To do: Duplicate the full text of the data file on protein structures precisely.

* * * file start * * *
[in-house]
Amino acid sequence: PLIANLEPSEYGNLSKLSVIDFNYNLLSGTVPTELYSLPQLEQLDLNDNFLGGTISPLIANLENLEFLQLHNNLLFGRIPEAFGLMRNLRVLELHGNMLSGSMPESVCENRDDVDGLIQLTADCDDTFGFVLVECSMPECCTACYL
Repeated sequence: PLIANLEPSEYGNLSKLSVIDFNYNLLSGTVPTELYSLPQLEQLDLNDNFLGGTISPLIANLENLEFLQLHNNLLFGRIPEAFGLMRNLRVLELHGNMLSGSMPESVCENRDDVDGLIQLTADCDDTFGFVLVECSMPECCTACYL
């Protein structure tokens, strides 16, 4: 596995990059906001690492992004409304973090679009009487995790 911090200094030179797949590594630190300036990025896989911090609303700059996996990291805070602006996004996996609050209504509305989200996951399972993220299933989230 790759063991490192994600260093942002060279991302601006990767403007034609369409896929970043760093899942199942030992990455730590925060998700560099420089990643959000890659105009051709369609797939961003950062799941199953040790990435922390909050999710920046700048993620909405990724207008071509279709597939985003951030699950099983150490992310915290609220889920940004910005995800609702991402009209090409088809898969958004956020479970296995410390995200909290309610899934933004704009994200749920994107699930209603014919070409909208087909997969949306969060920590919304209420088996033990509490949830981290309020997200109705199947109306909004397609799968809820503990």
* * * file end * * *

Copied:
[in-house]
Amino acid sequence: PLIANLEPSEYGNLSKLSVIDFNYNLLSGTVPTELYSLPQLEQLDLNDNFLGGTISPLIANLENLEFLQLHNNLLFGRIPEAFGLMRNLRVLELHGNMLSGSMPESVCENRDDVDGLIQLTADCDDTFGFVLVECSMPECCTACYL
Repeated sequence: PLIANLEPSEYGNLSKLSVIDFNYNLLSGTVPTELYSLPQLEQLDLNDNFLGGTISPLIANLENLEFLQLHNNLLFGRIPEAFGLMRNLRVLELHGNMLSGSMPESVCENRDDVDGLIQLTADCDDTFGFVLVECSMPECCTACYL
């Protein structure tokens, strides 16, 4: 596995990059906001690492992004409304973090679009009487995790 911090200094030179797949590594630190300036990025896989911090609303700059996996990291805070602006996004996996609050209504509305989200996951399972993220299933989230 790759063991490192994600260093942002060279991302601006990767403007034609369409896929970043760093899942199942030992990455730590925060998700560099420089990643959000890659105009051709369609797939961003950062799941199953040790990435922390909050999710920046700048993620909405990724207008071509279709597939985003951030699950099983150490992310915290609220889920940004910005995800609702991402009209090409088809898969958004956020479970296995410390995200909290309610899934933004704009994200749920994107699930209603014919070409909208087909997969949306969060920590919304209420088996033990509490949830981290309020997200109705199947109306909004397609799968809820503990």